The meaning of the site is produced by a series of displacements, by the distractions of “normalizing” stuff. From the start, the governing powers had concluded that the only possible response to an enormous crime was an enormous—and enormously expensive—project, one that would replace all the architecture lost. Setting aside the thin film that this idea places over the desire of most of those empowered to make decisions to reap huge amounts of money, there was a kind of potlatch in the riposte, a compensatory extravagance: throw money at the problem. This reminds me of Ronald Reagan and “Star Wars,” of the idea that we could defeat our adversary by inducing it into an arms race to construct a system so fantastical and useless that bankruptcy was the only possible outcome.
“This is a scale of expense, a piece of the ‘bigness’ syndrome that too much serves as guarantor for the project’s relevance, even it’s excellence.”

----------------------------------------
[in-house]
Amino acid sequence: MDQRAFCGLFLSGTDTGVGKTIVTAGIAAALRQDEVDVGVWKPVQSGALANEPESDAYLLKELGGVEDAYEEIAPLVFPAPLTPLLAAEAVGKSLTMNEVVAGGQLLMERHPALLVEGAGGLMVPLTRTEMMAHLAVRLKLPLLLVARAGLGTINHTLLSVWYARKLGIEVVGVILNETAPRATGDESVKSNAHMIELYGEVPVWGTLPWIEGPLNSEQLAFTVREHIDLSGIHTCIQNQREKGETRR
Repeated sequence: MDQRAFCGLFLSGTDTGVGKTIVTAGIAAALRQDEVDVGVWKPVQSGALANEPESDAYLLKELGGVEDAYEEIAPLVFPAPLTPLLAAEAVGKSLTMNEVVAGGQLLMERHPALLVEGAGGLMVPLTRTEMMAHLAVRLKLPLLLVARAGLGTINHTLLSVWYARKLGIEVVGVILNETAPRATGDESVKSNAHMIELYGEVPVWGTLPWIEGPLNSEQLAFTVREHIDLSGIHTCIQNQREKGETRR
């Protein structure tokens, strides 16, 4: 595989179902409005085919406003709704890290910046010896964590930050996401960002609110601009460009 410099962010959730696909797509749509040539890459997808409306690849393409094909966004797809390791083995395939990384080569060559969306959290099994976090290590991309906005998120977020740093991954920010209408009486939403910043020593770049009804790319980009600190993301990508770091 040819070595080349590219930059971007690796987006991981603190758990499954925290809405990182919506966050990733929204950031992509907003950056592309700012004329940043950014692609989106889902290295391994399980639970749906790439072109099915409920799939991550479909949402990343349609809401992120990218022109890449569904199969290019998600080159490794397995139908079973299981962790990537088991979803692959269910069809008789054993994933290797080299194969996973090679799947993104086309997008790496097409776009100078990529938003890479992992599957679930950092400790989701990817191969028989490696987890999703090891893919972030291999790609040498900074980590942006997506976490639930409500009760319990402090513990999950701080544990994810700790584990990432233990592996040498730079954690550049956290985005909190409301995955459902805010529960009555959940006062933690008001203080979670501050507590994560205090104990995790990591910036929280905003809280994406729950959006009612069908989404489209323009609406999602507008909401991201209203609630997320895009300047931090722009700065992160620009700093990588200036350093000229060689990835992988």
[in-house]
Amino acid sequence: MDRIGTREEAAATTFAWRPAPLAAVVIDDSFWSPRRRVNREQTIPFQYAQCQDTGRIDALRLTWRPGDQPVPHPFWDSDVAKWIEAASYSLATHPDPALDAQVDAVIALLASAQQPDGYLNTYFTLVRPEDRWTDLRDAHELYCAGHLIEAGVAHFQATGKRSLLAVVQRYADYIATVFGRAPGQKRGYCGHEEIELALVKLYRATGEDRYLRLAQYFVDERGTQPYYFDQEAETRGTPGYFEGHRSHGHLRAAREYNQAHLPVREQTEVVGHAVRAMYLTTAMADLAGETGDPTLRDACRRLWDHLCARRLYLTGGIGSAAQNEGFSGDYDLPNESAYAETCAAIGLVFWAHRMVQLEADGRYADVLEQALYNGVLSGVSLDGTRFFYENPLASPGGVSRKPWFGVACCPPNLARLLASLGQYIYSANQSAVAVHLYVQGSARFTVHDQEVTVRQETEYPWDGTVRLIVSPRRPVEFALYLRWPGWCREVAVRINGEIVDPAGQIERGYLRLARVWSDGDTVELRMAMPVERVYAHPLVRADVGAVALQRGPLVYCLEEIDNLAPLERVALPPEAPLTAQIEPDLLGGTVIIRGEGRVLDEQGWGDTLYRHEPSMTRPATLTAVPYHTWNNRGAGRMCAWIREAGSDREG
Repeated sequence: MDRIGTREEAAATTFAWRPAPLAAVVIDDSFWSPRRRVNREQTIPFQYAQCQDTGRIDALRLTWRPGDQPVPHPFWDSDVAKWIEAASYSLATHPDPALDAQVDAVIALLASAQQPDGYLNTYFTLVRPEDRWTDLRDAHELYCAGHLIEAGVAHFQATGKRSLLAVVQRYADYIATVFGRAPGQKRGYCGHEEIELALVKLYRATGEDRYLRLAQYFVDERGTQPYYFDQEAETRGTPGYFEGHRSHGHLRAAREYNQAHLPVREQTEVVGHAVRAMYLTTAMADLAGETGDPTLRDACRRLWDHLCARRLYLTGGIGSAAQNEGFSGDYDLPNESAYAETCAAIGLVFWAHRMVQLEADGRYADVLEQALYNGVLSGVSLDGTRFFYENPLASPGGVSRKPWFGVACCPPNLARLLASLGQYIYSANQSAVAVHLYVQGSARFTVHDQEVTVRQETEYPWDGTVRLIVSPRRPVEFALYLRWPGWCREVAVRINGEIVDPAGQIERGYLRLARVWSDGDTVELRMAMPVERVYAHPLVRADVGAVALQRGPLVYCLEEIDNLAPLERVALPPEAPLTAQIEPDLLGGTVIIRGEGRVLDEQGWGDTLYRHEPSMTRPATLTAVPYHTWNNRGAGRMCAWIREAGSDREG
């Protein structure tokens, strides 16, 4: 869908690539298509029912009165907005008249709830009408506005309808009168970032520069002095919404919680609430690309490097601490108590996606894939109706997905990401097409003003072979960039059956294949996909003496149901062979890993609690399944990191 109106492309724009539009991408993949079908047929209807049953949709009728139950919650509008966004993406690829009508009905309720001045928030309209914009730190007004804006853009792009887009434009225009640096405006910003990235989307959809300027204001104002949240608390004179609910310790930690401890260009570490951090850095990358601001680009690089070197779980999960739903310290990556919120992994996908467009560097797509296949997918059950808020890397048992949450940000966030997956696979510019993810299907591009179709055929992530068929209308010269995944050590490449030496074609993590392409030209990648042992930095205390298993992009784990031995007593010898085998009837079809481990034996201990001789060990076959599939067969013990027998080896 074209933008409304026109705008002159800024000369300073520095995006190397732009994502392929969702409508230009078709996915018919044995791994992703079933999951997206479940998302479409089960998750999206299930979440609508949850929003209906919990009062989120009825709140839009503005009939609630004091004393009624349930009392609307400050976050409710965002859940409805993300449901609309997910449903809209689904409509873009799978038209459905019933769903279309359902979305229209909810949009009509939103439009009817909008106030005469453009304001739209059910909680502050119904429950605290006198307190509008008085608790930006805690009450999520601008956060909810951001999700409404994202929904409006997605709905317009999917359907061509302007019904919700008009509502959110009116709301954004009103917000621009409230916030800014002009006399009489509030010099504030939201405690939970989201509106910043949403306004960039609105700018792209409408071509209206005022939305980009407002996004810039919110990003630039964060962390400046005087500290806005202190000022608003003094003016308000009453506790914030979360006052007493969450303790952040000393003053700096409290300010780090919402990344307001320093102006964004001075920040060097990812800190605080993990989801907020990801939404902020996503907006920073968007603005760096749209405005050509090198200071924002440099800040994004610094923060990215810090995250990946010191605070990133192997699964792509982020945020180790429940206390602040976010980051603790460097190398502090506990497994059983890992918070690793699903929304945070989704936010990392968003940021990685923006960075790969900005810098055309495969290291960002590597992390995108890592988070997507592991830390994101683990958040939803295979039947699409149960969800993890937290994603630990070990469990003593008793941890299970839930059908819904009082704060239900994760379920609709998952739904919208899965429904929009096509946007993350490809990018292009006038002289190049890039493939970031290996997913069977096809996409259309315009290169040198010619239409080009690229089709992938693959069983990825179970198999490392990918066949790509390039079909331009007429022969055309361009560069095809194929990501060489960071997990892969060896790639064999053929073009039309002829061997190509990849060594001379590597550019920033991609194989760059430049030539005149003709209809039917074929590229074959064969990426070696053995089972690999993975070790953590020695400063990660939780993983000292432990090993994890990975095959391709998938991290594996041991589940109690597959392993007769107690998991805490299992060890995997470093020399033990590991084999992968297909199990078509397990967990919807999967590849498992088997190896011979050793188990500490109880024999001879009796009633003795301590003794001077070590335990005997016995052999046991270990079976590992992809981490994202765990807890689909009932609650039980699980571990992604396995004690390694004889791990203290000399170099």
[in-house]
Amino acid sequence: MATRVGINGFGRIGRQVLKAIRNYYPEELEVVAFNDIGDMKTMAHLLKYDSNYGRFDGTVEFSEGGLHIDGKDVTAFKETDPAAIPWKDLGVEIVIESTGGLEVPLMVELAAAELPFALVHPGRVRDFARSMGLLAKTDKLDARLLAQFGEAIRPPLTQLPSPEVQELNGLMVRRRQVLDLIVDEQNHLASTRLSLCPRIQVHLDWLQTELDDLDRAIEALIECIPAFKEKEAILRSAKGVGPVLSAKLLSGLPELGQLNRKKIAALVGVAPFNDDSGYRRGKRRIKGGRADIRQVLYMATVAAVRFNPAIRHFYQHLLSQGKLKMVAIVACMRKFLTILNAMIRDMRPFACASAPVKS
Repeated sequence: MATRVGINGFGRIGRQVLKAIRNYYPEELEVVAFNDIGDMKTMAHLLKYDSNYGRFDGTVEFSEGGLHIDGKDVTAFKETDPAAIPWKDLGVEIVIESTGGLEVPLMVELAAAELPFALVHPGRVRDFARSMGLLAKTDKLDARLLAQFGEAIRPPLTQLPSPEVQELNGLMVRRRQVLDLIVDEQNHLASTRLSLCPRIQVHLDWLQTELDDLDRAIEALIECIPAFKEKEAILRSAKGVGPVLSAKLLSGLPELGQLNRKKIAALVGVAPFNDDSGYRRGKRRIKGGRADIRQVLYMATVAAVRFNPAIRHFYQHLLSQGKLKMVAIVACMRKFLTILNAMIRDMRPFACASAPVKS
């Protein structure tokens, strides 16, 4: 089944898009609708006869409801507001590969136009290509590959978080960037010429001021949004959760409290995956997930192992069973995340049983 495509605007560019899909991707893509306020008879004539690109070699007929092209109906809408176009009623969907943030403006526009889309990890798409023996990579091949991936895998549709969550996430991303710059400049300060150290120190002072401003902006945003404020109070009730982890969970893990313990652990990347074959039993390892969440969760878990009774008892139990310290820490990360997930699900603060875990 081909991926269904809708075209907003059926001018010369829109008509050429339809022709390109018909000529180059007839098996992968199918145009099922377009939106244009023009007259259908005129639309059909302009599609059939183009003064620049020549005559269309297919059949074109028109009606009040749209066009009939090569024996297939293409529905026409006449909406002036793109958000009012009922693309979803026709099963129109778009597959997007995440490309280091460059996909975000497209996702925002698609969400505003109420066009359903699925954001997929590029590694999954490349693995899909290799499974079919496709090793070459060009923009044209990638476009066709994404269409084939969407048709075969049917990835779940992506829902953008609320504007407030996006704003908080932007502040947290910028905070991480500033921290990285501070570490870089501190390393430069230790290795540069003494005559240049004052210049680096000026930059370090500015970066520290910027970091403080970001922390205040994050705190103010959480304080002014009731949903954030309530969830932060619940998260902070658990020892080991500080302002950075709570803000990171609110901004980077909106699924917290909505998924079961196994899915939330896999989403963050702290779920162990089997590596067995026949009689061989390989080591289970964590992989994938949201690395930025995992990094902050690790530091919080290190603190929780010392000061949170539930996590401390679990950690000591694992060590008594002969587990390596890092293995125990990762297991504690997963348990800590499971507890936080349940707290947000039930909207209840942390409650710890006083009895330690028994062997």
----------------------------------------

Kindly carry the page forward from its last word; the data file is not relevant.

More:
What’s been translated at Ground Zero is not so much the idea that we can best our asymmetrical foes with vastly expensive technology—ironically, we are failing at that because we remain too invested in this antique bellicosity and the corporate welfare that sustains it. That is rather an irresponsible militarization of our own extravagance. We’re building a train shed for a commuter rail line that serves about 30,000 people a day on average for a price that may hit a mere five billion dollars (the cost of nine B-2 bombers!). This is a scale of expense—including the equivalents of those endless thousand-dollartoilet- seat rip-offs, the contractor-engorging cost overruns that are military par for the course—a piece of the “bigness” syndrome that too much serves as guarantor for the project’s relevance, even its excellence. If it cost that kind of money, it must be good!